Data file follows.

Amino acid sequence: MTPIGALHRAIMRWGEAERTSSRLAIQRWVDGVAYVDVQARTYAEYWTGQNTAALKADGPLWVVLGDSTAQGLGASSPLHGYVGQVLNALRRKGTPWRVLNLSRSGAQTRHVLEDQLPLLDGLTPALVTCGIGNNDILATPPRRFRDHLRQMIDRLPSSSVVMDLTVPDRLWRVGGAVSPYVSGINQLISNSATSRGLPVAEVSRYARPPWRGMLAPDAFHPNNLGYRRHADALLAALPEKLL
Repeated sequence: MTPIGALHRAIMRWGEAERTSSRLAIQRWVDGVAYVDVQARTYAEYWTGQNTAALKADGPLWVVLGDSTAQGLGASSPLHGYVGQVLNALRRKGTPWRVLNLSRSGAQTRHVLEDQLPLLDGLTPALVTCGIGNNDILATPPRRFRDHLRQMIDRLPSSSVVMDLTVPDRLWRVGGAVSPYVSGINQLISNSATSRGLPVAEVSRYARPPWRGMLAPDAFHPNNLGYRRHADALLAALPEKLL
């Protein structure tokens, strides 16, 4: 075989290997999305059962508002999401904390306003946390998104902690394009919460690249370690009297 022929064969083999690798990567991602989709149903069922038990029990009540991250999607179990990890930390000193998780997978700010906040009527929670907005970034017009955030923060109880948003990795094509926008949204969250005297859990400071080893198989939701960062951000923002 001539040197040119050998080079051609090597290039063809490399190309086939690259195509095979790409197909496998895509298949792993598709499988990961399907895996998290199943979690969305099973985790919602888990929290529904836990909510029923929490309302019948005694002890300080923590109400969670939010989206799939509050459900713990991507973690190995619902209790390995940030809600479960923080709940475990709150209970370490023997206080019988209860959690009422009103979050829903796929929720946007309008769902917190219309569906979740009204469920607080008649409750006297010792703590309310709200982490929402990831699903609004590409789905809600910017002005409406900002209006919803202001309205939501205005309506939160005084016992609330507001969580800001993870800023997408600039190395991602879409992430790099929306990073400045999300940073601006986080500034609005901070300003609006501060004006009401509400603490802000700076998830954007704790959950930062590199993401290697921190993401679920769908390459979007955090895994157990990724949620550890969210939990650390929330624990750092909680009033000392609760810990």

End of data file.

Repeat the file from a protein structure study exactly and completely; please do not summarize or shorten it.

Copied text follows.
Amino acid sequence: MTPIGALHRAIMRWGEAERTSSRLAIQRWVDGVAYVDVQARTYAEYWTGQNTAALKADGPLWVVLGDSTAQGLGASSPLHGYVGQVLNALRRKGTPWRVLNLSRSGAQTRHVLEDQLPLLDGLTPALVTCGIGNNDILATPPRRFRDHLRQMIDRLPSSSVVMDLTVPDRLWRVGGAVSPYVSGINQLISNSATSRGLPVAEVSRYARPPWRGMLAPDAFHPNNLGYRRHADALLAALPEKLL
Repeated sequence: MTPIGALHRAIMRWGEAERTSSRLAIQRWVDGVAYVDVQARTYAEYWTGQNTAALKADGPLWVVLGDSTAQGLGASSPLHGYVGQVLNALRRKGTPWRVLNLSRSGAQTRHVLEDQLPLLDGLTPALVTCGIGNNDILATPPRRFRDHLRQMIDRLPSSSVVMDLTVPDRLWRVGGAVSPYVSGINQLISNSATSRGLPVAEVSRYARPPWRGMLAPDAFHPNNLGYRRHADALLAALPEKLL
């Protein structure tokens, strides 16, 4: 075989290997999305059962508002999401904390306003946390998104902690394009919460690249370690009297 022929064969083999690798990567991602989709149903069922038990029990009540991250999607179990990890930390000193998780997978700010906040009527929670907005970034017009955030923060109880948003990795094509926008949204969250005297859990400071080893198989939701960062951000923002 001539040197040119050998080079051609090597290039063809490399190309086939690259195509095979790409197909496998895509298949792993598709499988990961399907895996998290199943979690969305099973985790919602888990929290529904836990909510029923929490309302019948005694002890300080923590109400969670939010989206799939509050459900713990991507973690190995619902209790390995940030809600479960923080709940475990709150209970370490023997206080019988209860959690009422009103979050829903796929929720946007309008769902917190219309569906979740009204469920607080008649409750006297010792703590309310709200982490929402990831699903609004590409789905809600910017002005409406900002209006919803202001309205939501205005309506939160005084016992609330507001969580800001993870800023997408600039190395991602879409992430790099929306990073400045999300940073601006986080500034609005901070300003609006501060004006009401509400603490802000700076998830954007704790959950930062590199993401290697921190993401679920769908390459979007955090895994157990990724949620550890969210939990650390929330624990750092909680009033000392609760810990």